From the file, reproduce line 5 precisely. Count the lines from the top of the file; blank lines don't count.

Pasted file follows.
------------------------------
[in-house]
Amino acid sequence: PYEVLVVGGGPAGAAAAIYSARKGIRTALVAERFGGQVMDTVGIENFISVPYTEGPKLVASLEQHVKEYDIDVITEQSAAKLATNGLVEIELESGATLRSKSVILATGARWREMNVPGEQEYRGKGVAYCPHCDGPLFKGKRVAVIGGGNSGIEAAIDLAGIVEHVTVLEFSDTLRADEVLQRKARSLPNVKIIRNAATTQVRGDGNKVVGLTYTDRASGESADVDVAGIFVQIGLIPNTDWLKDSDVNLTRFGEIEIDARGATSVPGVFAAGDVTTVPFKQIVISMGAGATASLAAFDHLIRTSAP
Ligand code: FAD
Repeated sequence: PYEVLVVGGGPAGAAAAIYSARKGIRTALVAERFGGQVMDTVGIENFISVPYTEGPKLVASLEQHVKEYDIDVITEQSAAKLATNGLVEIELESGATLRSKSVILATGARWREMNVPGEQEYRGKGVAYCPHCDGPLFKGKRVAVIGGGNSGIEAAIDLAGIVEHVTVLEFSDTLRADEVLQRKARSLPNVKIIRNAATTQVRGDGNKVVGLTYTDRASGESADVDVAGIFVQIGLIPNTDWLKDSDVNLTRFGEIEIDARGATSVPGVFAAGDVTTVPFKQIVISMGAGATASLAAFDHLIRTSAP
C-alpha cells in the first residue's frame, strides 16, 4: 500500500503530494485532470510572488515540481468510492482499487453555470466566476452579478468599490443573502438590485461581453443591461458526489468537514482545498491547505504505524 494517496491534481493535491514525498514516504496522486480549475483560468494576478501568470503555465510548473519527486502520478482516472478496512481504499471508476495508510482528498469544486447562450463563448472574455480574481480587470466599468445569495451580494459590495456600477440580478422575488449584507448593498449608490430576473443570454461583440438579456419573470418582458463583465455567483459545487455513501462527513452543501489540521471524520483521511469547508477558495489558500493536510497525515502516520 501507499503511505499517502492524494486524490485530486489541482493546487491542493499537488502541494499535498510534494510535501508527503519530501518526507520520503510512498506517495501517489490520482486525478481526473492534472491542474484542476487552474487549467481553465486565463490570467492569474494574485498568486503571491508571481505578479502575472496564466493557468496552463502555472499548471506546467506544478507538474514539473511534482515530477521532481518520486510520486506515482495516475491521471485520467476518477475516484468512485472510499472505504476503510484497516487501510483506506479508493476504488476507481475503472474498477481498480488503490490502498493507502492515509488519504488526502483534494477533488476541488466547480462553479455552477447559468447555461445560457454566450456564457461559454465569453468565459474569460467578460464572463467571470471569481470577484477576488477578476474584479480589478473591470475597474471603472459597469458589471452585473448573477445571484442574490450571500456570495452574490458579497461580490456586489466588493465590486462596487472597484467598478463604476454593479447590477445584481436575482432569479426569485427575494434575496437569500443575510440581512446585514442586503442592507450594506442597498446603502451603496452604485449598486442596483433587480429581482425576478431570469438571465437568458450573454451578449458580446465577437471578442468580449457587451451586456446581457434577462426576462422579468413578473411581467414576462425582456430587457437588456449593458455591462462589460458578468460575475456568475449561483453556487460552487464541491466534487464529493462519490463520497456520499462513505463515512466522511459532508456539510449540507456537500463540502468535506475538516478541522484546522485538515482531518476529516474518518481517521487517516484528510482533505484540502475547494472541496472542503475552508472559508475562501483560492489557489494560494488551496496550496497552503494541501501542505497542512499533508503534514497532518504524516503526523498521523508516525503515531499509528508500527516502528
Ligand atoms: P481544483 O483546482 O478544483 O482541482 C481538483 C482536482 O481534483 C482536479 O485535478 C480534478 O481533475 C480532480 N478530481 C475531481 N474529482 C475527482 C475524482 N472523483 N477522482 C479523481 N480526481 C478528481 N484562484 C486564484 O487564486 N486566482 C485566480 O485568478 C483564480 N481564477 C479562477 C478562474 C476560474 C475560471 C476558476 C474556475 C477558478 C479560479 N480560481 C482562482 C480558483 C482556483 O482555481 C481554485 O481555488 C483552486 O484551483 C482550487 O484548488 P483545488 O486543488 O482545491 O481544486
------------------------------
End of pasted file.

C-alpha cells in the first residue's frame, strides 16, 4: 500500500503530494485532470510572488515540481468510492482499487453555470466566476452579478468599490443573502438590485461581453443591461458526489468537514482545498491547505504505524 494517496491534481493535491514525498514516504496522486480549475483560468494576478501568470503555465510548473519527486502520478482516472478496512481504499471508476495508510482528498469544486447562450463563448472574455480574481480587470466599468445569495451580494459590495456600477440580478422575488449584507448593498449608490430576473443570454461583440438579456419573470418582458463583465455567483459545487455513501462527513452543501489540521471524520483521511469547508477558495489558500493536510497525515502516520 501507499503511505499517502492524494486524490485530486489541482493546487491542493499537488502541494499535498510534494510535501508527503519530501518526507520520503510512498506517495501517489490520482486525478481526473492534472491542474484542476487552474487549467481553465486565463490570467492569474494574485498568486503571491508571481505578479502575472496564466493557468496552463502555472499548471506546467506544478507538474514539473511534482515530477521532481518520486510520486506515482495516475491521471485520467476518477475516484468512485472510499472505504476503510484497516487501510483506506479508493476504488476507481475503472474498477481498480488503490490502498493507502492515509488519504488526502483534494477533488476541488466547480462553479455552477447559468447555461445560457454566450456564457461559454465569453468565459474569460467578460464572463467571470471569481470577484477576488477578476474584479480589478473591470475597474471603472459597469458589471452585473448573477445571484442574490450571500456570495452574490458579497461580490456586489466588493465590486462596487472597484467598478463604476454593479447590477445584481436575482432569479426569485427575494434575496437569500443575510440581512446585514442586503442592507450594506442597498446603502451603496452604485449598486442596483433587480429581482425576478431570469438571465437568458450573454451578449458580446465577437471578442468580449457587451451586456446581457434577462426576462422579468413578473411581467414576462425582456430587457437588456449593458455591462462589460458578468460575475456568475449561483453556487460552487464541491466534487464529493462519490463520497456520499462513505463515512466522511459532508456539510449540507456537500463540502468535506475538516478541522484546522485538515482531518476529516474518518481517521487517516484528510482533505484540502475547494472541496472542503475552508472559508475562501483560492489557489494560494488551496496550496497552503494541501501542505497542512499533508503534514497532518504524516503526523498521523508516525503515531499509528508500527516502528